Wolfgang Amadeus Mozart himself would have had a fine old time at Friday's "An Irish Cabaret," the 1986 version of the San Diego Opera Assn.'s annual "Fanfare" gala.
The whole point of Fanfare is to bid adieu to the opera season just past, and this year, about 200 of the Opera's most loyal buddies gathered at the Sheraton Harbor Island East's Champagne Ballroom to wave a fond farewell to a record-breaking season which saw average performance attendance rise to 93%.
The announcement of that figure was cause for smiles all around, and at least a few guests looked ready to break into jigs. The Irish whiskey that flavored the after-dinner coffee only added to the cheerfulness.
If "An Irish Cabaret" seems a slightly unlikely name for a tribute to a musical genre in which the major compositions have names like "Don Giovanni" and "Die Entfuhrung aus dem Serail," consider the party's proximity to St. Patrick's Day. Consider, too, that party chairman Kay Rippee's grandparents were named Cavanaugh. Rippee's daughter, Lynn Silva, assisted as co-chairman, and their husbands, Bill Rippee and Frank Silva, were present to cheer them on. Longtime San Diego journalist Eileen Dwyer Jackson (whose 80th birthday will be celebrated April 15) served as honorary chairman.
Naturally, this trio had something of a leprechaun touch, so that everything about the party was as green as the lakes of Killarney. The balloons that rose from the centerpieces were shamrock green, the carnations at their bases were tinged blue-green, many of the women wore Kelly green, and some of the guests turned green with envy when they saw how well a few of their fellow guests danced to--what else?--the Bill Green Orchestra.
Given the emerald complexion that spread over the party, it should be noted that Kay Rippee pulled something of a fast one. Party chairmen always like to stand out at their own affairs (and who can blame them?), and Rippee, knowing full well that most of the women would arrive in shamrock shades, wore white.
Mim Sally headed the dinner committee, which fed its guests well with a menu that avoided corned beef and cabbage in favor of Dublin Bay prawn soup, Irish salmon, tenderloin of beef in Irish whiskey sauce, and colcannon potatoes. Pastry swans filled with a minted (and therefore green) mousse, rounded out the repast.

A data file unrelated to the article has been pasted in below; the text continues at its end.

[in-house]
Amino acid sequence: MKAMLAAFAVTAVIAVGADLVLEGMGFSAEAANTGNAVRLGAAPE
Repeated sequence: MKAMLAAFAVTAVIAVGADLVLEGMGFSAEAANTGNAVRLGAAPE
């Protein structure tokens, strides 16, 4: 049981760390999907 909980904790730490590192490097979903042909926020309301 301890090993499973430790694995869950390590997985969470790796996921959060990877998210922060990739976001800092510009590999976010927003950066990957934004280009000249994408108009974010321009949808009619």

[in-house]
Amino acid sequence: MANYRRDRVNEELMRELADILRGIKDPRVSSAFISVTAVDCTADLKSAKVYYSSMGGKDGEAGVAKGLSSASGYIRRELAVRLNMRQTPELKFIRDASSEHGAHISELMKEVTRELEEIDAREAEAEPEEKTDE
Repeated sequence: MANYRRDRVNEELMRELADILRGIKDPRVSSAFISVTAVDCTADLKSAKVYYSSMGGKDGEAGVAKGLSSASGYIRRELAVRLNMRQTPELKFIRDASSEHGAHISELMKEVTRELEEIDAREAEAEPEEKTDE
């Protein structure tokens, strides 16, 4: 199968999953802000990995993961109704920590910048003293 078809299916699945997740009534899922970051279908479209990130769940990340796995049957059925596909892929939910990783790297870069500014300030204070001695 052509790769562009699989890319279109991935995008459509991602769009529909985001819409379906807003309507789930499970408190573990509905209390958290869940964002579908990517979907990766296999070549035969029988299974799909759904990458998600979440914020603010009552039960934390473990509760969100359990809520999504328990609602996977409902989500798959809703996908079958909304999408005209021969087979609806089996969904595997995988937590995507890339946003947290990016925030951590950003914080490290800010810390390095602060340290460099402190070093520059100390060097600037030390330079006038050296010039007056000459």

Since this was an Irish cabaret, the entertainment unfolded nightclub-style. First up was a group, called not inappropriately the Irish Dancers, that jigged through such complicated, eye-engaging numbers as "The Reels of Ireland." Singer Deborah Aramendia-Shevlin followed with "An Irish Lullaby," and next came tenor Danny Leal, whose repertoire included "Harrigan" and, not surprisingly, "Oh, Danny Boy." A few of the guests--rather to their surprise--were recruited to the stage, so that Everett Gee Jackson found himself singing to Bob Thompson's piano accompaniment, while the audience hummed along.
Harriet and Bud Levi took charge of the host committee. They had just returned from a long sweep through New Zealand, Fiji and Australia, and they spent five nights in Sydney, of which three were consumed by excursions to that city's famous opera house.
While in Australia, the Levis caught up with San Diego Opera director Ian Campbell and his wife, Opera development director Ann Spira, who were making a pilgrimage to Campbell's homeland. They, too, attended "An Irish Cabaret," of which Campbell said, "In light of the current pessimism about the arts, it's great to see so many people turn out in support of an arts organization in this city. But," he added, with perhaps a touch of a twinkle in his eyes, "I wish it had been a party honoring Aussies, because I'm not Irish."
Opera President Bill Nelson and his wife, Lollie, headlined a guest list of core Opera supporters that included Barbara and Neil Kjos, Eleanor and Art Herzman, Lee and Peter Maturo, Sandra and Douglas Pay, Sally and John Thornton, Victor Vilaplana, Dorene and John Whitney, B.J. and Hal Williams, Trudy and Barney Meade, Rita and Josiah Neeper, and Audrey and John Morava, who won the evening's grand prize, a trip to London.
Also attending were Athena and Charles May, Marge and Jim Agnew, Janie and John Pendleton, Georgia Borthwick with Tom Fleming, Eleanor and Al Mikkelsen, Martha and George Gafford, Jane and Frank Rice, Vicki and Haley Rogers, Barbara and Al Denniston, Jerry and Tom Williamson, Connie Hedges, Justine Fenton, and Joan and Irwin Jacobs.